Protection of cultural heritage and illicit trafficking: The future will give us back our past
The first webinar explored strategies for cultural heritage protection through more systemic coordination to curb illicit trafficking and address emergency situations. Under the leadership of the Italian Carabinieri, representatives from UNESCO and its partners, UNIDROIT, INTERPOL, the World Customs Organization (WCO), the International Criminal Court (ICC), ICOM, ICOMOS and Eurojust, underscored the need to upscale the effective implementation of existing normative instruments and policy tools at international, regional and national levels. They also underscored the need to harmonize public and private legal frameworks, adapting them to the new digital environment, and enhancing collaboration between all involved stakeholders. Developing disaster risk management strategies, monitoring tools, shared databases and platforms, through professional networks and national specialized units were recommended to bolster the fight against illicit trafficking.


Addressing the climate crisis through culture: Preserving cultural heritage, supporting the green transition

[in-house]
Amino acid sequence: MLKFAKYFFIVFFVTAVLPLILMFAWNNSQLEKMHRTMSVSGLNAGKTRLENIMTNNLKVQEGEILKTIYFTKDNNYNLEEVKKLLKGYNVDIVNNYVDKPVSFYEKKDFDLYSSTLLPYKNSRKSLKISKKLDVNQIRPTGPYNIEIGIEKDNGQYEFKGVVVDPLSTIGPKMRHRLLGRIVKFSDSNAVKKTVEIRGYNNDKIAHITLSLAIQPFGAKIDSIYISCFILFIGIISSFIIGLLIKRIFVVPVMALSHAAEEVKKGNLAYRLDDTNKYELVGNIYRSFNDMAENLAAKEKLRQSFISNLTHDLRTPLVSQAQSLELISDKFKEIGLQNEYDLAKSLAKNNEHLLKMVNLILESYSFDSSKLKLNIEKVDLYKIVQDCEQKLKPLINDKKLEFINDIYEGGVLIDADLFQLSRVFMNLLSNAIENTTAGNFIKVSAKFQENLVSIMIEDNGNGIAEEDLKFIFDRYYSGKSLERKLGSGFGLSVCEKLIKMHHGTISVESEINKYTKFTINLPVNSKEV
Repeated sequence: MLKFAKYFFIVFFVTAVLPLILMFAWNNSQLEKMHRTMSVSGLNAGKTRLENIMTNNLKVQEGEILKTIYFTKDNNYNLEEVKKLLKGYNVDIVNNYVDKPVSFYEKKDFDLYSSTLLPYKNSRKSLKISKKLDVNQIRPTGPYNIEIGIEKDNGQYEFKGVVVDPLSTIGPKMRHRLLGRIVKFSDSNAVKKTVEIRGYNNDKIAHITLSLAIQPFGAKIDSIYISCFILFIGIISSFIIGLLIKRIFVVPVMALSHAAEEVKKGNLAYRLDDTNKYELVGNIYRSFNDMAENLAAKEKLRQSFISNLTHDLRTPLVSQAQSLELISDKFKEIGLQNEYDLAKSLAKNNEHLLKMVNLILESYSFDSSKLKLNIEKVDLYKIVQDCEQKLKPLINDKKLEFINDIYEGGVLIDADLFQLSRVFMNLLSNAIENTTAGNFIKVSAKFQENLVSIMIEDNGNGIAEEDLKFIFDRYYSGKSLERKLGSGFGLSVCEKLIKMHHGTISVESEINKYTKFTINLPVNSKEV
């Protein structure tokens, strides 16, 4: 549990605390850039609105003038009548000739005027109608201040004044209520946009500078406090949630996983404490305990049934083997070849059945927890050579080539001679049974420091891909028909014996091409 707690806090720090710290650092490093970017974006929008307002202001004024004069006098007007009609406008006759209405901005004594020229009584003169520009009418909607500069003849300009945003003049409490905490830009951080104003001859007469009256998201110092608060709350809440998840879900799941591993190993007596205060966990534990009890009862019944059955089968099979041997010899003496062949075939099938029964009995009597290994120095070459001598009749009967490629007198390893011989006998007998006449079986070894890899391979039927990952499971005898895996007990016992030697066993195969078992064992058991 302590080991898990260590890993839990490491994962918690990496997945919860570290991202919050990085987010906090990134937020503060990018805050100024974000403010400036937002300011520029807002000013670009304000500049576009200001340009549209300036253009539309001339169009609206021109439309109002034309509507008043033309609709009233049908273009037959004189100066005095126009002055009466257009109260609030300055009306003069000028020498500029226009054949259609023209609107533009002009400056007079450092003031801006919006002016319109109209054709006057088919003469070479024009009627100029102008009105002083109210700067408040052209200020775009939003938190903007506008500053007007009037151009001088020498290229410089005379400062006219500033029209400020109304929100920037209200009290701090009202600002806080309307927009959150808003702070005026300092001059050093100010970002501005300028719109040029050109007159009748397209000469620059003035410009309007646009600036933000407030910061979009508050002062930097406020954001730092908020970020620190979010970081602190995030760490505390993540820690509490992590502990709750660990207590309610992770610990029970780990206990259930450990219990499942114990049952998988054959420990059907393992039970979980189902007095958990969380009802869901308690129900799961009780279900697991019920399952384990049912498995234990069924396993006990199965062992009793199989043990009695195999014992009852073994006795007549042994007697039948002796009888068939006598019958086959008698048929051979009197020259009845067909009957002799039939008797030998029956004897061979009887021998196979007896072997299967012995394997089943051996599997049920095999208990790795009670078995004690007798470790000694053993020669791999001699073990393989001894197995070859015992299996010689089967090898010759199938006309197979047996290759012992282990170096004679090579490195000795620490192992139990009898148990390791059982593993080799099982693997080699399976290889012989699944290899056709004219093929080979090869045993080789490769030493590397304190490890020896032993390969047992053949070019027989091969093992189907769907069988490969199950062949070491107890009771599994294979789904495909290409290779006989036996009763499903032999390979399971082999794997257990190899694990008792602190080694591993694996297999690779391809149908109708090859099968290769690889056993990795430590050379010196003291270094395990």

The second webinar focused on the impact of climate change on cultural heritage, and on culture’s multifaceted solutions for adaptation, mitigation and resilience. Leveraging culture for climate adaptation and mitigation was addressed by key players such as the Intergovernmental Panel on Climate Change (IPCC), UNESCO, the International Center for the Study of the Conservation and Restoration of Cultural Heritage (ICCROM), the International Institute for the Conservation of Historical and Artistic Works (IIC), ICOMOS, and the European Commission. Speakers shared innovative approaches and analytical tools to assess climate-induced risks and vulnerabilities on cultural heritage, while also leveraging technology to improve data and evidence. Multi-stakeholder networks were also presented such as the flexible mechanism established by Greece together with UNESCO and the World Meteorological Organization (WMO) to monitor the impact of climate change on cultural heritage sites, as well as the UNESCO-ICOMOS-IPCC initiative on cultural heritage and climate change. Promoting people-centred development models rooted in cultural approaches and local and indigenous knowledge were also stressed as powerful resources to foster behavioral change.